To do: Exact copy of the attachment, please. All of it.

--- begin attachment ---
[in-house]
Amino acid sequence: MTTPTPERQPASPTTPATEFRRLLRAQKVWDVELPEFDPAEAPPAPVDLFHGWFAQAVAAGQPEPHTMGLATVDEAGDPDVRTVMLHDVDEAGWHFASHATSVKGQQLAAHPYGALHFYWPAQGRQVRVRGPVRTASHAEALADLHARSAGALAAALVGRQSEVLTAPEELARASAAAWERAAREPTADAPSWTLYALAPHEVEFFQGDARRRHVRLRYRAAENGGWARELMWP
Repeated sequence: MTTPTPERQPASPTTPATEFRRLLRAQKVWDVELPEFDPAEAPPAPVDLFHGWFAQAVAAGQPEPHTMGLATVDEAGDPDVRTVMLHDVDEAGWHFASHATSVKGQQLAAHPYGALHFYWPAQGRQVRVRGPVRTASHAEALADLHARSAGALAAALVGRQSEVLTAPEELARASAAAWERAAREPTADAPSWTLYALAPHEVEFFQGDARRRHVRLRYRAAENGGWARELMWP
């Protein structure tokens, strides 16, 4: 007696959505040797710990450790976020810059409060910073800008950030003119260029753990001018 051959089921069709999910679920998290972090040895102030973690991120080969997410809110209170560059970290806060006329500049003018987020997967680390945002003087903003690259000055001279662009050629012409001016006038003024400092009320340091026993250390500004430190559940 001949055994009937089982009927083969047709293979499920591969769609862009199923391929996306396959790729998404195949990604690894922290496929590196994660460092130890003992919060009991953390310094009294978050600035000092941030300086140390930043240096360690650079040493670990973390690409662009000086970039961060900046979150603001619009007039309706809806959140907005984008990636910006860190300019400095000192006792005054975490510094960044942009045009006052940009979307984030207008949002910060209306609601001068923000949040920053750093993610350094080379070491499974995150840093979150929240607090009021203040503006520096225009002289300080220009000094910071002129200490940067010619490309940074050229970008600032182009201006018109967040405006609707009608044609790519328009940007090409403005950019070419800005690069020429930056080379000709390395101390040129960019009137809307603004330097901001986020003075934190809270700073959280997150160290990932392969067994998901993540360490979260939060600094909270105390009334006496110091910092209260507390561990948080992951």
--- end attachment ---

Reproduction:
[in-house]
Amino acid sequence: MTTPTPERQPASPTTPATEFRRLLRAQKVWDVELPEFDPAEAPPAPVDLFHGWFAQAVAAGQPEPHTMGLATVDEAGDPDVRTVMLHDVDEAGWHFASHATSVKGQQLAAHPYGALHFYWPAQGRQVRVRGPVRTASHAEALADLHARSAGALAAALVGRQSEVLTAPEELARASAAAWERAAREPTADAPSWTLYALAPHEVEFFQGDARRRHVRLRYRAAENGGWARELMWP
Repeated sequence: MTTPTPERQPASPTTPATEFRRLLRAQKVWDVELPEFDPAEAPPAPVDLFHGWFAQAVAAGQPEPHTMGLATVDEAGDPDVRTVMLHDVDEAGWHFASHATSVKGQQLAAHPYGALHFYWPAQGRQVRVRGPVRTASHAEALADLHARSAGALAAALVGRQSEVLTAPEELARASAAAWERAAREPTADAPSWTLYALAPHEVEFFQGDARRRHVRLRYRAAENGGWARELMWP
């Protein structure tokens, strides 16, 4: 007696959505040797710990450790976020810059409060910073800008950030003119260029753990001018 051959089921069709999910679920998290972090040895102030973690991120080969997410809110209170560059970290806060006329500049003018987020997967680390945002003087903003690259000055001279662009050629012409001016006038003024400092009320340091026993250390500004430190559940 001949055994009937089982009927083969047709293979499920591969769609862009199923391929996306396959790729998404195949990604690894922290496929590196994660460092130890003992919060009991953390310094009294978050600035000092941030300086140390930043240096360690650079040493670990973390690409662009000086970039961060900046979150603001619009007039309706809806959140907005984008990636910006860190300019400095000192006792005054975490510094960044942009045009006052940009979307984030207008949002910060209306609601001068923000949040920053750093993610350094080379070491499974995150840093979150929240607090009021203040503006520096225009002289300080220009000094910071002129200490940067010619490309940074050229970008600032182009201006018109967040405006609707009608044609790519328009940007090409403005950019070419800005690069020429930056080379000709390395101390040129960019009137809307603004330097901001986020003075934190809270700073959280997150160290990932392969067994998901993540360490979260939060600094909270105390009334006496110091910092209260507390561990948080992951």